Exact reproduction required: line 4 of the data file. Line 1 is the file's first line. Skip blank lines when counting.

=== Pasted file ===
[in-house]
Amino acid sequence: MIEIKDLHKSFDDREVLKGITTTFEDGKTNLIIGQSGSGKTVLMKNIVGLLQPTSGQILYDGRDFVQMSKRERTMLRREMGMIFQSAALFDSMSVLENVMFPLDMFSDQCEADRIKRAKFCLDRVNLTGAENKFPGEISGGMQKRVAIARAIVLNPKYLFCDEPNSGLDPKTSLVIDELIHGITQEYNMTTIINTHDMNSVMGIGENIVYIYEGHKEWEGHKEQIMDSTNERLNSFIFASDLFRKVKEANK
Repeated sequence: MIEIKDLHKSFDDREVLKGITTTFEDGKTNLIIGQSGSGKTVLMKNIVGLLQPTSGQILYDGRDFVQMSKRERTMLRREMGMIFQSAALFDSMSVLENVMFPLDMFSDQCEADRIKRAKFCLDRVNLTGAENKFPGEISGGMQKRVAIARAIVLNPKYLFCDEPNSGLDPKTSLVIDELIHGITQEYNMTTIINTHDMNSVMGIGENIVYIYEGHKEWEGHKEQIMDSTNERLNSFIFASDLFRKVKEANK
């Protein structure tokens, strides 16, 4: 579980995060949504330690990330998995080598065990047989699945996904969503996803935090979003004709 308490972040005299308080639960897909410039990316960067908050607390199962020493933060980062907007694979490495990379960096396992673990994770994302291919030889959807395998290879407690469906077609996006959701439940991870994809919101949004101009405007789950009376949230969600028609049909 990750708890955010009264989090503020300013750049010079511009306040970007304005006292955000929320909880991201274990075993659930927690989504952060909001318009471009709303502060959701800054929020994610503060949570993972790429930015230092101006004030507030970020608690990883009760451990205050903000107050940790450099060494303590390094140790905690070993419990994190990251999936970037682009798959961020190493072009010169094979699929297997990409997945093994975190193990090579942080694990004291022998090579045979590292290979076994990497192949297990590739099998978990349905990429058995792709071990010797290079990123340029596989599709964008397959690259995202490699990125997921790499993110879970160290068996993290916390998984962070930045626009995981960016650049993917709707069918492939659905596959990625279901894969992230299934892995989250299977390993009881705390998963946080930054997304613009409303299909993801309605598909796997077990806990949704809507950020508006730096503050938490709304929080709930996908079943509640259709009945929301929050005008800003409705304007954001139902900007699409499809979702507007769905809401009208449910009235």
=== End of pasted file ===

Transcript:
């Protein structure tokens, strides 16, 4: 579980995060949504330690990330998995080598065990047989699945996904969503996803935090979003004709 308490972040005299308080639960897909410039990316960067908050607390199962020493933060980062907007694979490495990379960096396992673990994770994302291919030889959807395998290879407690469906077609996006959701439940991870994809919101949004101009405007789950009376949230969600028609049909 990750708890955010009264989090503020300013750049010079511009306040970007304005006292955000929320909880991201274990075993659930927690989504952060909001318009471009709303502060959701800054929020994610503060949570993972790429930015230092101006004030507030970020608690990883009760451990205050903000107050940790450099060494303590390094140790905690070993419990994190990251999936970037682009798959961020190493072009010169094979699929297997990409997945093994975190193990090579942080694990004291022998090579045979590292290979076994990497192949297990590739099998978990349905990429058995792709071990010797290079990123340029596989599709964008397959690259995202490699990125997921790499993110879970160290068996993290916390998984962070930045626009995981960016650049993917709707069918492939659905596959990625279901894969992230299934892995989250299977390993009881705390998963946080930054997304613009409303299909993801309605598909796997077990806990949704809507950020508006730096503050938490709304929080709930996908079943509640259709009945929301929050005008800003409705304007954001139902900007699409499809979702507007769905809401009208449910009235």